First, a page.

The legendary Formula Ford engine that made Festival kings
It’s 50 years since the first Formula Ford Festival was held. Of all the Kent motors to have appeared at the event, one known as ‘Patch’ stands out for its success with four consecutive wins in the Brands Hatch jamboree between 1980 and 1983. Its first driver, Roberto Moreno, and engine builder Graham Fuller tell its remarkable story
Each year, the Formula Ford Festival writes itself onto calendars all over the world, reminding those whose careers owe much to their once youthful exploits of where it all began. Chatter in the paddock, then late into the night in the Kentagon, spawns excited debates as to the finest drivers, teams and cars, yet there is always one constant: the engine that was undoubtedly the greatest of all, ‘Patch’.
The twist to this story is that, even without Patch’s involvement, drivers would have still most likely fulfilled their destiny, and yet thanks to the determination of a young Brazilian called Roberto Moreno, and a dedicated team of former racers-turned-engine builders (David Minister and Graham Fuller), history was rightly written.
Long before Moreno arrived in England, Minister was building winning engines, drivers such as Richard Morgan and Geoff Lees enjoying success while sporting Minister’s badge. Then, in early 1979, inspired by Nelson Piquet, Moreno headed across the Atlantic to a meeting with Greg Siddle, Piquet’s former team manager.
Siddle helped Moreno buy a Royale, then sent him to Minister for an engine. They liked the fresh-faced youth who would offer to labour and clean parts in return for a few pounds off his bill, and who slept in his car and ate blackened bananas as he stretched his budget yet further. But it was his presence on the track that made others take notice.
“There were two races in 1979 that brought me to Ralph Firman’s [Van Diemen boss] attention,” Moreno recalls. “The first was at Mallory Park when I was fighting for the lead with Van Diemen’s Terry Gray. I came out of the hairpin, locked on his gearbox, then as I moved to pass, he blocked me, so I switched to the outside and overtook him off the racing line around Gerard’s.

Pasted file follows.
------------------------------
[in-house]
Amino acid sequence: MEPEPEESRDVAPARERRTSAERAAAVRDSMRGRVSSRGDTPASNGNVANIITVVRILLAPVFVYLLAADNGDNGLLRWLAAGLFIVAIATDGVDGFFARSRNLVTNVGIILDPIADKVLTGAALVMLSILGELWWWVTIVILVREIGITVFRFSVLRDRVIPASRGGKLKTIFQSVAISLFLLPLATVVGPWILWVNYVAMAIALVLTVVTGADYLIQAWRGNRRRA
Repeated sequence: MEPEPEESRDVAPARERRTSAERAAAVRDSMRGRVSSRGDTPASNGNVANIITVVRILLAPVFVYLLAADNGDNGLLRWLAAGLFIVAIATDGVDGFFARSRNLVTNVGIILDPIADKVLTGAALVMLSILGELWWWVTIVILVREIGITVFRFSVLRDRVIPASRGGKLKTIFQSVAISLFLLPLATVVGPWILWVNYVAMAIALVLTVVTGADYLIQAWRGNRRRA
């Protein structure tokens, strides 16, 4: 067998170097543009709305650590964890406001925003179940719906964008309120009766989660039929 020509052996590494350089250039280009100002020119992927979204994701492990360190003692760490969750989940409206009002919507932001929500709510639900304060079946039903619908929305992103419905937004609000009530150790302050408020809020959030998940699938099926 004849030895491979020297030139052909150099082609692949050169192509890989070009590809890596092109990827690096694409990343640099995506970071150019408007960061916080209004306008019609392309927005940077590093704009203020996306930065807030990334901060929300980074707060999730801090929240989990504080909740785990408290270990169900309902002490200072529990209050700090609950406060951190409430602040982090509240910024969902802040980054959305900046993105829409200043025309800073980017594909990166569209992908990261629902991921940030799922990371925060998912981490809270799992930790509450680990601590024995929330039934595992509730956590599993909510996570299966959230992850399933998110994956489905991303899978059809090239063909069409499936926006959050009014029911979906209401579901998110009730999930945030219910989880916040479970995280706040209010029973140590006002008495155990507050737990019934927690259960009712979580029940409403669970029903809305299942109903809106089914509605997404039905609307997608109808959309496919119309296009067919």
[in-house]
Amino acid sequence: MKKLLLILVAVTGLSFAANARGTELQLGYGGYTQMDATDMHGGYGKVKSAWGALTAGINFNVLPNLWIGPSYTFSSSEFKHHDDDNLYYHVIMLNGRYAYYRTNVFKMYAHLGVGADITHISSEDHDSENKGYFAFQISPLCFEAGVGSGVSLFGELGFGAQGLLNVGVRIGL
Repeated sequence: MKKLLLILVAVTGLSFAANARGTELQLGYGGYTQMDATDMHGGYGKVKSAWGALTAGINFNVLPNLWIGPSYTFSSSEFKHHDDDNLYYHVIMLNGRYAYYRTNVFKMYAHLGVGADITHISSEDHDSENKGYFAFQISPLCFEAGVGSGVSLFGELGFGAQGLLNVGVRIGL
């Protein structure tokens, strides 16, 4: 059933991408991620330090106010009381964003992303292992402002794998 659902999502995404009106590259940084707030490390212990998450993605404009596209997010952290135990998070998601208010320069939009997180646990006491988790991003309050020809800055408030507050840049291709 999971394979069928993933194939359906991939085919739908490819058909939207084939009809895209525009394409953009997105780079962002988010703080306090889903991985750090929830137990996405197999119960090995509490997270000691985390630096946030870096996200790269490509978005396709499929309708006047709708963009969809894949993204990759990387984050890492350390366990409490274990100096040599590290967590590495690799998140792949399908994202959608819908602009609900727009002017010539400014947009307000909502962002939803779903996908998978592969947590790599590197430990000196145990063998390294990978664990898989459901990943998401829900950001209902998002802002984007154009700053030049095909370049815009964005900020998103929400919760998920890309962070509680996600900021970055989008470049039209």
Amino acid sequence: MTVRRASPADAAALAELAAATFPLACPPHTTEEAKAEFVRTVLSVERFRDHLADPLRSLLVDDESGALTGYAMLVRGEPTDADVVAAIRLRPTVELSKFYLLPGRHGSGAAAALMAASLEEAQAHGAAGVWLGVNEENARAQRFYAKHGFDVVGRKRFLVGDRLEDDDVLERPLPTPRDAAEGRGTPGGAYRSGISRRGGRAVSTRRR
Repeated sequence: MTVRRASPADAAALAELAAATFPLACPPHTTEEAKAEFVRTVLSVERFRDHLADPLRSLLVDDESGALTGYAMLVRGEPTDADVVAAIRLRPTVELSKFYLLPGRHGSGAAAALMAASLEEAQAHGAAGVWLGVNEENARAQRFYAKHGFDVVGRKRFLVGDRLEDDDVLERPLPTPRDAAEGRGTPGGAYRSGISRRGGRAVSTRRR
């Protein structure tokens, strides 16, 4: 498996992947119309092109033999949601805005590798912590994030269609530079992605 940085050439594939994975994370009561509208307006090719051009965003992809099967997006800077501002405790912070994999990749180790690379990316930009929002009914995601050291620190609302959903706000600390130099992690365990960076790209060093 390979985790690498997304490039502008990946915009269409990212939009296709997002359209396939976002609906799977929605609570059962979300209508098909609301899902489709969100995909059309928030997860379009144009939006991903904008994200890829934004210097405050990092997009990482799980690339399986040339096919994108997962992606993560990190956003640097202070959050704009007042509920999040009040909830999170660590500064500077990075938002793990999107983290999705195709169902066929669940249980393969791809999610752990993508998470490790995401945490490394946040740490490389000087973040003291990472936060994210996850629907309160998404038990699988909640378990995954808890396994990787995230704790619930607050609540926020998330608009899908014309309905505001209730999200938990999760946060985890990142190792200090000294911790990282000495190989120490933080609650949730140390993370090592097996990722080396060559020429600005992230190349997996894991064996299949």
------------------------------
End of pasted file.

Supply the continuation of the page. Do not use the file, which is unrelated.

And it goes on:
“The second time was at Silverstone. It was a quiet weekend for racing and so all the top teams and drivers had entered. I’d made some modifications to my car because it was too high and heavy. Pat Symonds [the Royale’s designer] walked off in disgust when he saw what I’d done, but it paid off as I put it on pole, only to be protested.
Patch, the legendary Formula Ford engine
Photo by: Steve Hindle
“Then, after I won the race, the scrutineers took it away and inspected it. Of course, they found nothing wrong and that was when Ralph called me to say that he was the one who had made the protest, because he couldn’t believe that I’d beaten his guys fairly. There and then, he offered me a drive.
“I knew that Van Diemen would have the best car in 1980, but I also knew that I wouldn’t be speaking to Ralph if Minister hadn’t supported me, so I agreed, but only if Minister came with me. Ralph was against this. His preference was to use either an Auriga or a Scholar engine, but I insisted, and we did the deal.”
The relationship started well. Moreno won races, and orders for Van Diemen’s RF80 were in high demand. But, as the season progressed, his form declined, prompting Firman to suggest that either his driver or engine had lost their edge. The Brazilian resisted calls to switch to Scholar but, when results remained below expectations, the pressure became more intense.
"The fact that this damaged block had already experienced heat cycles made it easier for us to machine. So, we made a bladed tool to go on the mill and, ever so slowly, were able to perfectly align the main caps to the block" Graham Fuller
A back-to-back test with four Minister units was arranged; lap times from every session were within a tenth, which led Firman to voice his doubts ever louder. Moreno tried all the changes he could, but to no avail. Eventually he was forced to approach his boss and ask to try his team-mate’s car. Firman’s delight was shortlived.
“I told Ralph that, while I wanted to use Tommy Byrne’s car, it had to be with my spare engine,” remembers Moreno. “Ralph didn’t like this, but I told him that, if I still wasn’t any faster, I’d do whatever he wanted. We did the test, another back-to-back, and guess what? I went four tenths quicker using Tommy’s.
“Eventually, we found the problem. My mechanic had swapped my front bar for a chrome-plated one he’d seen in the factory, not realising that its material composition was different. But, meanwhile, all this had pushed Minister’s engine development and the next phone call I had from Graham was the one I’d been waiting for.”
The story of how Patch came to be has been woven into myth. Some say that it was buried in frozen ground, others that it was left outside and exposed to the elements.